Amphetamines In America

Amphetamines In America

Nicolas Rasmussen (Professor of History and Philosophy) gives expert video advice on: How were amphetamines marketed to the general public after WWII?; How did amphetamines become a popular weight loss drug?; Why was weight loss considered a psychiatric disorder to be treated with amphetamines? and more...

How were amphetamines marketed to the general public after WWII?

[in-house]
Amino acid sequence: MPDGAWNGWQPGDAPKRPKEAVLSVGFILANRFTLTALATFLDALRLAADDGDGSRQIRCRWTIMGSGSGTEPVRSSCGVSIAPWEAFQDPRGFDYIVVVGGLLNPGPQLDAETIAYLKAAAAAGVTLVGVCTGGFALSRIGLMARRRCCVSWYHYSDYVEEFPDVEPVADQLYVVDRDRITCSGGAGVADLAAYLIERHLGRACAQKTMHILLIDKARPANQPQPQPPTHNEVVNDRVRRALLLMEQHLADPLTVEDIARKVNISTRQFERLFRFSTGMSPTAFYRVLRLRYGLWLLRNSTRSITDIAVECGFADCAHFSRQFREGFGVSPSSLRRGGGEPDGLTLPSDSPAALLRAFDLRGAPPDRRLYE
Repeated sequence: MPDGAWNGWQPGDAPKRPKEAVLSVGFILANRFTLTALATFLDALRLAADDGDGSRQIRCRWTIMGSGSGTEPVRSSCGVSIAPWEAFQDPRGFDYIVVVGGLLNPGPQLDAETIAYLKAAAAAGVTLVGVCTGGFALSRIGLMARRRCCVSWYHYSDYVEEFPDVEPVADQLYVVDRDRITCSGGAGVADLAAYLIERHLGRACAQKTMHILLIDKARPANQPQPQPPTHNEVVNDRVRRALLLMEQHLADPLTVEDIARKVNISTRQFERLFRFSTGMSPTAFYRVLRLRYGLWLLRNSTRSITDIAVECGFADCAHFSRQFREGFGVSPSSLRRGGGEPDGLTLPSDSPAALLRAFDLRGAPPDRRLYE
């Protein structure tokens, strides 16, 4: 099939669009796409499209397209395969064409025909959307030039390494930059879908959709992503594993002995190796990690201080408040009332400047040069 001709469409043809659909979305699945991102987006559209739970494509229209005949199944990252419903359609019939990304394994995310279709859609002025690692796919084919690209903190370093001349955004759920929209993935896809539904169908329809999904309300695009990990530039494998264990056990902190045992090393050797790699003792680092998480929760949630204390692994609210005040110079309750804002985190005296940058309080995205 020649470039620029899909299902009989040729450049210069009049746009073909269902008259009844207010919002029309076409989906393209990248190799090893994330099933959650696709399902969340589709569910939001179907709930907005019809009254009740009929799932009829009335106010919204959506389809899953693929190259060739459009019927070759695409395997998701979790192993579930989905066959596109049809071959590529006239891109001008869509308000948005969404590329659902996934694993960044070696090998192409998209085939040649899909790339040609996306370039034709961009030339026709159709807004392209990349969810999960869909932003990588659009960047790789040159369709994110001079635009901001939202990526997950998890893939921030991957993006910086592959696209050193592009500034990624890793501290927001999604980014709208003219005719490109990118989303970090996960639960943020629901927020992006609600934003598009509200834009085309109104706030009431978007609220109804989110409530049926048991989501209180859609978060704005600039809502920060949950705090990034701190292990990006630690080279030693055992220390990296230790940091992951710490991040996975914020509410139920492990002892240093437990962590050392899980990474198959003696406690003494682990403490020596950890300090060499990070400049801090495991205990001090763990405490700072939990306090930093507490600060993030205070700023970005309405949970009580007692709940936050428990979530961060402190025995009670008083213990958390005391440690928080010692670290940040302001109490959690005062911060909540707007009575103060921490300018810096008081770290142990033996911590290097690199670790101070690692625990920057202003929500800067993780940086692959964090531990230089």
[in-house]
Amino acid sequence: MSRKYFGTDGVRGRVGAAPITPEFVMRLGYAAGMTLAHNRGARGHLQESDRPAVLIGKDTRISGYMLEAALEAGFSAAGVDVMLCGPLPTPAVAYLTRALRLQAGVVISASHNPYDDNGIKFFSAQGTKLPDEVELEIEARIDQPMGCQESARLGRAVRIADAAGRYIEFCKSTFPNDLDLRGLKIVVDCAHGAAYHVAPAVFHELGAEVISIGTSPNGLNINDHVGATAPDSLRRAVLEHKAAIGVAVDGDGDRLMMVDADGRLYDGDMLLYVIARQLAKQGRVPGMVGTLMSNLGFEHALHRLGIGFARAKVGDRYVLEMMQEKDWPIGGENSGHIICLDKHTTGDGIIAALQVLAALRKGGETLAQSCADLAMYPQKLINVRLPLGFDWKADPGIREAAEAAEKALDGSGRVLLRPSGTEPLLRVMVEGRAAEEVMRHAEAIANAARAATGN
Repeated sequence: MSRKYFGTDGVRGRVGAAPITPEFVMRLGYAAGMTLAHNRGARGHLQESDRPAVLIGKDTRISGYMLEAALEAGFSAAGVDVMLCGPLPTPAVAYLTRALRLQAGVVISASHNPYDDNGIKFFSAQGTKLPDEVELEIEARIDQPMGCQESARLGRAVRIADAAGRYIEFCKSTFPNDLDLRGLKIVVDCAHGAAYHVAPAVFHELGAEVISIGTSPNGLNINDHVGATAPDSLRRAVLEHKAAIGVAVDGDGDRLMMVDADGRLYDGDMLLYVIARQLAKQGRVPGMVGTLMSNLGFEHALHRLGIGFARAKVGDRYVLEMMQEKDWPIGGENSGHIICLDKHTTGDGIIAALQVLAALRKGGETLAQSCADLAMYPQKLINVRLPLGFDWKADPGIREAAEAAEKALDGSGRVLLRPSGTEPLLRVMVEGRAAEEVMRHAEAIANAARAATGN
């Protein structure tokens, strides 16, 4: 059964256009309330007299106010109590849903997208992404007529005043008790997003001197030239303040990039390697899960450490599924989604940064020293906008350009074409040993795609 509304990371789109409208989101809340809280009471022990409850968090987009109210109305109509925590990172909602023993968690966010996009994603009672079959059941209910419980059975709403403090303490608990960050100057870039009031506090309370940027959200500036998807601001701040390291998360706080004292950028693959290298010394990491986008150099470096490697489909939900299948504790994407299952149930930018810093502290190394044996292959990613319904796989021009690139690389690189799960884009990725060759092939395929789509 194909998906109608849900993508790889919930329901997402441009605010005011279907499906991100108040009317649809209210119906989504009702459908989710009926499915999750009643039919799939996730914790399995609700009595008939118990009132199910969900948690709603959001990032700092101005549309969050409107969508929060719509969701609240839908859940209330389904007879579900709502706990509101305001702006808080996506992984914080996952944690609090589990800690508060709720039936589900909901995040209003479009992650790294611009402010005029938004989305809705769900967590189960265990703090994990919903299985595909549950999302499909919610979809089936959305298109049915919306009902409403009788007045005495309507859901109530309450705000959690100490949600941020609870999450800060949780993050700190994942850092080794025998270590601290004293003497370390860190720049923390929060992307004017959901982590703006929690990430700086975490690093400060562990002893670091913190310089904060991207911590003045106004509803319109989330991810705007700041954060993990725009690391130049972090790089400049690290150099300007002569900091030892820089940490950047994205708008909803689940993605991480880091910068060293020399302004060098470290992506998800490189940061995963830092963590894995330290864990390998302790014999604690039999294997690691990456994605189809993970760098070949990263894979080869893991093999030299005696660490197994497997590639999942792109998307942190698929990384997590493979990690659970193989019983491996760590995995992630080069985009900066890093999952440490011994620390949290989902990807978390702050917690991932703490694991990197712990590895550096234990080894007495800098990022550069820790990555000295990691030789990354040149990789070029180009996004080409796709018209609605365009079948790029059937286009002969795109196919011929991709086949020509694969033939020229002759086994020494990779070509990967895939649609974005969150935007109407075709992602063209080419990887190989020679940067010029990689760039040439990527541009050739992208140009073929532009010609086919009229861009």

War's over and business is ready to get back to normal in the second half of 1945. Smith, Kline and French, the company who still owns exclusive rights to amphetamine in the US, launches a very heavy marketing campaign for depression in all the general medical journals to try to get general practicioners, family doctors, to recognize depression which they say is much more common than has been previously thought in general practice. So you have ads of people who are suffering from prolonged bereavement. Their wife dies, they have grief. Maybe they have depressions of try amphetamine. Same with post natal depression. Sometimes women get depressed after having a baby, maybe they need an amphetamine. So there was this heavy marketing campaign aimed at general practicioners featuring the kinds of depression that are said to manifest themselves in general practice. The sales are quite strong.